5 Things Not to Say to Someone with ADHD

Do you ever wonder what to say to someone with ADHD? Maybe you’re a parent, or a teacher, or a friend of someone who has it. Chances are you’ve probably said something hurtful without even realizing it.

Today we’re going to talk about 5 Things Not to Say to Someone with ADHD.

I’m Angela Howard, my passion is to break the stigma of mental illness among fellow Christians. I’m here to help you live a more purposeful life with God, and with one another. Don’t forget to subscribe to my YouTube channel so you can get the first updates of new content and connect in community.

In my video “Cause of ADHD” I talked about the CDC report that 11% of children 4-17 had been diagnosed with ADHD at some point in their lives. About 60 percent of children with ADHD in the United States become adults with ADHD; that’s about 4 percent of the adult population, or 8 million adults.

Less than 20 percent of adults with ADHD have been diagnosed or treated, and only about one-quarter of those adults seek help. (https://adaa.org/understanding-anxiety/related-illnesses/other-related-conditions/adult-adhd#)

A big reason that people don’t seek help is because of the stigma. Stigma causes us to say insensitive things and send a message of disapproval that surrounds a person circumstance, their qualities, or even who they are or what they struggle with. Let’s think about what we say before we say it.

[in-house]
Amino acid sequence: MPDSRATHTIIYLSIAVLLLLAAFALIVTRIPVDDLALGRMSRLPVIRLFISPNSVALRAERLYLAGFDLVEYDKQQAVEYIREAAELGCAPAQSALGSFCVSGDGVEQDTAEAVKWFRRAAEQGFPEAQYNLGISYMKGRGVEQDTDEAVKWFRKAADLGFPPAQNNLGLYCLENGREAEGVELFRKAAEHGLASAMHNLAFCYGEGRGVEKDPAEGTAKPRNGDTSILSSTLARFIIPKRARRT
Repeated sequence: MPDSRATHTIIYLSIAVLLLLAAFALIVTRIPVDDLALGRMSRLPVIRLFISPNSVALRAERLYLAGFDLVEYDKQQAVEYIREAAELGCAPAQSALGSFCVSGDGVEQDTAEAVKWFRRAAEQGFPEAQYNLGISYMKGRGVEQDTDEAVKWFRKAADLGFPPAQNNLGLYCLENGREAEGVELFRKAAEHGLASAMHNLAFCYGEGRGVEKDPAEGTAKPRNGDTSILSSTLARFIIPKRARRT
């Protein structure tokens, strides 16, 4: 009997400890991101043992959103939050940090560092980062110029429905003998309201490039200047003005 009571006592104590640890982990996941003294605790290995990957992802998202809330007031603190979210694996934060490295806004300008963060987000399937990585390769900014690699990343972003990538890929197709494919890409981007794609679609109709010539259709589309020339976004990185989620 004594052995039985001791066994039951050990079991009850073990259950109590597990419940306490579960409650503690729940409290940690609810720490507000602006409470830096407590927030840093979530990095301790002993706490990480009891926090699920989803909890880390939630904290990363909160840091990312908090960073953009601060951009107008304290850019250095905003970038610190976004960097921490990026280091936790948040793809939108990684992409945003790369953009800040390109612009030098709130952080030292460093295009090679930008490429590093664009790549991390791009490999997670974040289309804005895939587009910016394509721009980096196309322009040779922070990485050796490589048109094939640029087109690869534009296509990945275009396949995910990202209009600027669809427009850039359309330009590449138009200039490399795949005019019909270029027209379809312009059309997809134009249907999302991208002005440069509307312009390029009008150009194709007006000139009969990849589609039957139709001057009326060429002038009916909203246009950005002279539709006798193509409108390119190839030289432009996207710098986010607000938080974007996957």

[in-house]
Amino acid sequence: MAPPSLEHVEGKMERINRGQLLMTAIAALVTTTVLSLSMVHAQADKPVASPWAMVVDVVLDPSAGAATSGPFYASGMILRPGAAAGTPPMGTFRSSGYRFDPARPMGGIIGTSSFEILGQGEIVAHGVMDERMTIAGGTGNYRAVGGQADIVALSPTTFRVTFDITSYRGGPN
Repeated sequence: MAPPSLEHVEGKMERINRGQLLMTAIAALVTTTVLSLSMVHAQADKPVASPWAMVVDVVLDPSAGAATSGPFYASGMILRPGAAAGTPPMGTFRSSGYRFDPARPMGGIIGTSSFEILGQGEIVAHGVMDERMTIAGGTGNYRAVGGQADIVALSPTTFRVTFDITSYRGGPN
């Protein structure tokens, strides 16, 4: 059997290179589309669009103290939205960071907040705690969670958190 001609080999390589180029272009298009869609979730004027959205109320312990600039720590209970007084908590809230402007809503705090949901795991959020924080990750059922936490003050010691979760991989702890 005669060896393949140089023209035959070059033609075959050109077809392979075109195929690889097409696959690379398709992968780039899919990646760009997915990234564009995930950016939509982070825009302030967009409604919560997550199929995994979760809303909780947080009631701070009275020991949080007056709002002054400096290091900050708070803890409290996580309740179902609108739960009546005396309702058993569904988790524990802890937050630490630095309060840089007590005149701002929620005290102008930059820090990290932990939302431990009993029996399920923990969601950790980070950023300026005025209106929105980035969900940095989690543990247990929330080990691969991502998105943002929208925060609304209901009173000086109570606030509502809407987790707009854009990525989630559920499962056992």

5 Things NOT to Say to Someone with ADHD

  1. ADHD is just an excuse for being lazy. Hallowell refers to as a “moral diagnosis” referring to the person as the problem verses viewing the disorder as the problem.
  2. You need to try harder to be organized. I talk to one person who felt like for years she tried to organize herself the way other people did things and it never worked for her, she’s just now realizing that she’s going to have forge her own path and it has nothing to do with the level of effort she has put forth—it’s the fact that she thinks and processes differently)
  3. It’s wrong to take medication for ADHD. There are a lot of options for treating ADHD such as stimulants, non-stimulants, supplements, exercise, behavioral therapy, biofeedback, or neurofeedback. Your choices are as individual as the people making them and differ depending on your goals and life situations. There’s no one size fits all. When in doubt, keep your opinion to yourself.
  4. Stop overreacting. A huge symptom of ADHD is emotional dysregulation. Do you think they enjoy this? It’s frustrating for everyone, but compassionate understanding is far more healing than judgmental comments. If you don’t know what to say, choose kindness.


She opens her mouth in wisdom, and the teaching of kindness is on her tongue. Proverbs 31:26


If you’re struggling with ADHD, what would you like people to say to you? I’d love to hear from you in the comments below.

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